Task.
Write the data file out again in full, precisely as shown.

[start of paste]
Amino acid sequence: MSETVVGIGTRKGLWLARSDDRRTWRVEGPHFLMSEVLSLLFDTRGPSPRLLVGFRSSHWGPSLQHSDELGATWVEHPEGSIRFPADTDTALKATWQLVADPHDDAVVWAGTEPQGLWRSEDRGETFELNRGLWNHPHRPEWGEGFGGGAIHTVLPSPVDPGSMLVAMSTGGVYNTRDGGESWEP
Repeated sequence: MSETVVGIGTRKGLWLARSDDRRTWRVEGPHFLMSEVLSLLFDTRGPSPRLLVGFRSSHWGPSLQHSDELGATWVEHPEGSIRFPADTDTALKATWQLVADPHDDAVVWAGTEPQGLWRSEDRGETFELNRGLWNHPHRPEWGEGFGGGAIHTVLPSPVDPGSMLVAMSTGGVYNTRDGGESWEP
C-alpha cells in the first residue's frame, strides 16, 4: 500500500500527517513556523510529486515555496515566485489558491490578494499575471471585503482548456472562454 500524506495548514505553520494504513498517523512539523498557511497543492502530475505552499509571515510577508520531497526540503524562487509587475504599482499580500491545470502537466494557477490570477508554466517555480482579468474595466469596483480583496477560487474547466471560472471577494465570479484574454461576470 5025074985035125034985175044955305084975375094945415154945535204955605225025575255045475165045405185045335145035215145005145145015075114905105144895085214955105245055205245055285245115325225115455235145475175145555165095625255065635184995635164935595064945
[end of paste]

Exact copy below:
Amino acid sequence: MSETVVGIGTRKGLWLARSDDRRTWRVEGPHFLMSEVLSLLFDTRGPSPRLLVGFRSSHWGPSLQHSDELGATWVEHPEGSIRFPADTDTALKATWQLVADPHDDAVVWAGTEPQGLWRSEDRGETFELNRGLWNHPHRPEWGEGFGGGAIHTVLPSPVDPGSMLVAMSTGGVYNTRDGGESWEP
Repeated sequence: MSETVVGIGTRKGLWLARSDDRRTWRVEGPHFLMSEVLSLLFDTRGPSPRLLVGFRSSHWGPSLQHSDELGATWVEHPEGSIRFPADTDTALKATWQLVADPHDDAVVWAGTEPQGLWRSEDRGETFELNRGLWNHPHRPEWGEGFGGGAIHTVLPSPVDPGSMLVAMSTGGVYNTRDGGESWEP
C-alpha cells in the first residue's frame, strides 16, 4: 500500500500527517513556523510529486515555496515566485489558491490578494499575471471585503482548456472562454 500524506495548514505553520494504513498517523512539523498557511497543492502530475505552499509571515510577508520531497526540503524562487509587475504599482499580500491545470502537466494557477490570477508554466517555480482579468474595466469596483480583496477560487474547466471560472471577494465570479484574454461576470 5025074985035125034985175044955305084975375094945415154945535204955605225025575255045475165045405185045335145035215145005145145015075114905105144895085214955105245055205245055285245115325225115455235145475175145555165095625255065635184995635164935595064945